McGillivray’s war ended in a draw in 1787, largely because Spain shut off their arms supply. For a time, the Spanish believed they could use Native nations as proxy soldiers whenever they pleased. But ultimately both Natives and Spanish stood to lose. America’s westward expansion was relentless; by 1803, Spain lost all of Louisiana, and two decades later, Florida. The Creeks lost yet another war against Andrew Jackson’s troops in 1814, and soon all Natives in the region were forcibly removed when Jackson became president.

DuVal’s larger argument is that America’s war for independence ultimately created an entirely new kind of power dynamic in the region. Gone were the days when empires—British, French, Spanish, and Native American—worked in tandem, establishing mutually dependent alliances that, if always tense and uncertain, were still more stable than what the new American nation had in store. America’s founding generation believed they could create a new kind of empire, in Jefferson’s famous words, an “empire of liberty,” that could cut itself loose from the old dependencies on Native and European nations alike.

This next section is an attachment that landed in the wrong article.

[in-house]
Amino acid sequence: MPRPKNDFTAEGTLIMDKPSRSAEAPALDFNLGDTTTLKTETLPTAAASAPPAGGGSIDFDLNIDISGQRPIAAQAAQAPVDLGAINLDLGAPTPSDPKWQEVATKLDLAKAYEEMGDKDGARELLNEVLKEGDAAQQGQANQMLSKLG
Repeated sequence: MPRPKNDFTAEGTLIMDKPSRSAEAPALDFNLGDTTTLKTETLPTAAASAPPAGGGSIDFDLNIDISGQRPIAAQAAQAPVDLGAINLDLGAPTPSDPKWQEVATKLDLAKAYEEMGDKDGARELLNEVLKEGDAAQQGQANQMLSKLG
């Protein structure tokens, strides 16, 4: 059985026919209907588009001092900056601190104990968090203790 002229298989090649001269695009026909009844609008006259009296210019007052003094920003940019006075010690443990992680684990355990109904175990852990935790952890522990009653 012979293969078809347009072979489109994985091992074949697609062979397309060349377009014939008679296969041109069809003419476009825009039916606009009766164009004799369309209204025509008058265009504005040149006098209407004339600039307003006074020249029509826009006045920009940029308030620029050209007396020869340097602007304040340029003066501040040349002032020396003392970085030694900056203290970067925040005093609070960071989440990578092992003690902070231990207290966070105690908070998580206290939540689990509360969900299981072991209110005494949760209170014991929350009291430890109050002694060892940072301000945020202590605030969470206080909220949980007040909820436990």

Not all the groups DuVal considers fit neatly into this schema. She suggests, for instance, that slaves ultimately had more independence within the slave systems of British and Spanish colonial rule than under the system that developed in the United States. Perhaps. But we should not forget that all the northern states enacted gradual emancipation laws during or shortly after the revolution; Congress forbade the entry of any new slaves in the northwest territory; and in 1782, even Virginia made it far easier for owners to free their slaves, with laws comparable to those in Spanish colonies. The revolution also inspired Haitian slaves to enact their own revolution, creating the first free black republic in the western hemisphere. Indeed, even as slavery grew more entrenched in the southern United States, almost everywhere else—except in Spanish-ruled Cuba, and Brazil—blacks were winning their freedom.

Yet none of this detracts from what is ultimately a remarkable, necessary—and entirely new—book about the American Revolution. DuVal’s history reminds us that if we celebrate a more inclusive vision of the United States this Fourth of July, one that seems ascendant these days, it is not the one the founding generation had in mind.